The apparatus and method of controlling color by delivering premixed ink to print heads provides a unique means of obtaining color balance on demand. This method allows single drop per image pixel printing with any color of choice color with many levels of intensity.

The invention, and its objects and advantages, will become more apparent in the detailed description of the preferred embodiments presented below.

BRIEF DESCRIPTION OF THE DRAWINGS

In the detailed description of the preferred embodiments of the invention presented below, reference is made to the accompanying drawings, in which:

FIG. 1 is a schematic view of an ink jet printer according to a preferred embodiment of the present invention wherein a source of pre-mixed ink is connected to a mixing chamber; and

FIG. 2 is a perspective view of a print head suitable for use in the printer of FIG. 1.

DETAILED DESCRIPTION OF THE INVENTION

Referring to FIGS. 1 and 2, an ink jet printer 10 uses a drop-on-demand print head 12 having a plurality of nozzle openings 14, best illustrated in FIG. 2, for delivering ink drops of selectable color to a receiver 16 moved relative to print head 12 by a computer-controlled transducer mechanism 17. Each nozzle opening 14 is in communication with an ink ejecting chamber 18 which receives selected quantities of fluid via a passage 20 controlled by a microvalve 21. Further mixing of the fluid in ejecting chamber 18 may be conducted by way of an optional mixer 22. Any device that causes a disturbance in the liquid present in the mixing chamber would function as a mixer. For example, mixer 22 may be a heater, piezoelectric transducer, micropump, thermally actuated flipper, piezoelectrically-driven flipper, or electrostatically driven vibrating plate.

Once the fluid is mixed, a drop is ejected by an ejector 24. The ejector provided in chamber 18 may be a resistor layer, such as TaAl, deposited of the floor of the mixing chamber. The resistive layer may be coated with an electrical passivation layer (e.g., SiNi and/or SiC) and also with a non-wetting passivation layer. When current is passed through the resistive layer, mixed fluid is rapidly heated, causing an expanding gas bubble to eject a drop of mixed fluid. Another type of ejector may be thermally-driven such as a bimetallic flipper paddle that bends toward nozzle opening 14 when energized with electricity. Heat released by the energized resistive strip causes differential expansion of one of the metallic layers in the bimetallic strip, causing the bimetallic paddle to flip rapidly and eject a drop of the mixed ink. Fluid not ejected through nozzle opening 14 may by removed from chamber 24 via a passage 26.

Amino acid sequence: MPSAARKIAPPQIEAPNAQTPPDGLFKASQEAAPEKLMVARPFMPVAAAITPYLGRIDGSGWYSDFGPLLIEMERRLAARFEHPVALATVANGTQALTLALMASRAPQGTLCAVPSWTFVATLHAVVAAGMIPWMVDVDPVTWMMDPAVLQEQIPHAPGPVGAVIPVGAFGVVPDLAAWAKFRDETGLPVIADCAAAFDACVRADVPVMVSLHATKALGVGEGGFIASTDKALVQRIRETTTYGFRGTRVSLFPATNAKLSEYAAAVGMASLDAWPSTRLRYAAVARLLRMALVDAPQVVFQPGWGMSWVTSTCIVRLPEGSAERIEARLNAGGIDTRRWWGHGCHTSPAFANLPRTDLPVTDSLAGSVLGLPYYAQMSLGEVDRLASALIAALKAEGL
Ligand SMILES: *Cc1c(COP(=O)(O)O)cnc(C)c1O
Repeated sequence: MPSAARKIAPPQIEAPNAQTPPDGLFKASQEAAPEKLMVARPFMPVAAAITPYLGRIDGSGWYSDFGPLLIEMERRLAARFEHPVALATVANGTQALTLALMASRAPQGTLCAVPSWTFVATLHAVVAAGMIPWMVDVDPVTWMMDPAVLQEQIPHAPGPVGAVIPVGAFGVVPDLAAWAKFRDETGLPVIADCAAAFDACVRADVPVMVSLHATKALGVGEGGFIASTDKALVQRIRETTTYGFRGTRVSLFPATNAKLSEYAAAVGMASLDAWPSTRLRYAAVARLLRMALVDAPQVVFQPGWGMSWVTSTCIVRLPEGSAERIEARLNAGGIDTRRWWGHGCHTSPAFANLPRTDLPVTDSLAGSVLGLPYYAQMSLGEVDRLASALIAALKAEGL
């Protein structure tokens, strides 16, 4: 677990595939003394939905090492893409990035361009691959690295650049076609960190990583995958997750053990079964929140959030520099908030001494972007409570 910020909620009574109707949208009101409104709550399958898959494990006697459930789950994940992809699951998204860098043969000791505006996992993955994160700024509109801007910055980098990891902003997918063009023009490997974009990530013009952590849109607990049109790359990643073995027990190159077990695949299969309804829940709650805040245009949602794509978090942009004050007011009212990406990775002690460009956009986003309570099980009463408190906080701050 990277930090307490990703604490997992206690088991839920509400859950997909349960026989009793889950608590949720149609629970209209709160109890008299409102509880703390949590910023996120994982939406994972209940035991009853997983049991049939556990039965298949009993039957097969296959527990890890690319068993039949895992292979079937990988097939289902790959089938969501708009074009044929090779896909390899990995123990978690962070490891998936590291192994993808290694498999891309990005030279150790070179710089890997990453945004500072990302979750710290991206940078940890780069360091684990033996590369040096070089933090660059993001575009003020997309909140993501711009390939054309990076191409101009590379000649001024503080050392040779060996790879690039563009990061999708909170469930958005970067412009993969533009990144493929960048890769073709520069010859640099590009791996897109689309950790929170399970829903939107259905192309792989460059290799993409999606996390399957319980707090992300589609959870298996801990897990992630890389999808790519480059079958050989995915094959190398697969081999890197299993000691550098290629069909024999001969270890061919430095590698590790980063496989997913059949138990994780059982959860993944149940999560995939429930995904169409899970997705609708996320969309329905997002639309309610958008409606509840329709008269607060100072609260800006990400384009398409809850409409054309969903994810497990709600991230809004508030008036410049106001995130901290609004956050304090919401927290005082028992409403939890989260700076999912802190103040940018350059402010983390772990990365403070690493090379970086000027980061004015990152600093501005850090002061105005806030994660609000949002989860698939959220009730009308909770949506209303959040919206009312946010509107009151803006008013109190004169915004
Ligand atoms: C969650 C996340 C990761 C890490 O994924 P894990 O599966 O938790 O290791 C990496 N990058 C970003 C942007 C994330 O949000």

Fluid flow control in passages 20 and 26 may be effected by microvalves 21 and 28, respectively. Any of many forms of microvalve disclosed in the literature may be used in systems according to the present invention. For example, a bimetallically driven diaphram is disclosed in Understanding Microvalve Technology, 26 Sensors, September 1994. Other types of microvalves are disclosed in U.S. Pat. Nos. 5,178,190; 5,238, 223; 5,259,757; 5,367,878; 5,400,824; and 5,880,752.

Each inlet passage 20 (one of which is illustrated in FIG. 1) entering an ejecting chamber 18 may include a color mixing zone 30. Color mixing zone 30 is fed by a conduit 32 which carries a flow of colorless ink for a reservoir 34 past a series of valved inlets 36-38 for introducing cyan, magenta and yellow inks from reservoirs 40-42, respectively, into the flow. The reservoirs may be pressurized so that flow occurs once a valve is opened. Alternatively, a pump may be used to deliver liquid from the reservoirs to the mixing chamber. Any of many micropumps disclosed in the literature may be used to move fluid around the system, as for example, electroosmotic pumps, acoustic pumps, or piezoelectrically driven membrane pumps.

The color inks are inserted in the flow of colorless ink as distinct segments, herein referred to herein as “slugs.” The slugs of color inks are preferably separated one from the other by a segment of colorless ink. It will be seen that the segments of colorless ink separating the slugs of color ink are useful to flush and clean out color residue in ejecting chamber 18.

As colorless ink progressed along conduit 32, slugs of color ink are prepared in-line by metering selected amounts of cyan, magenta and yellow inks into the conduit as the slugs pass valved inlets 36-38. The amount of each color to be metered is controlled image-wise by a computer 44 so that a color mixture corresponding to the color to be deposited on an image pixel is prepared by metering in the appropriate amount of dyes and colorless ink. As each slug travels through color mixing zone 30, the cyan, magenta and yellow ink components are encouraged to mix by an ultrasound transducer 46, by making the fluid travel along a tortuous path, or by other suitable mechanism. Of course, color mixing zone 30 may be eliminated, relying on mixer 22 for that function. On the other hand, it may be found that color mixing zone 30 is sufficient, and that mixer 22 may not be needed.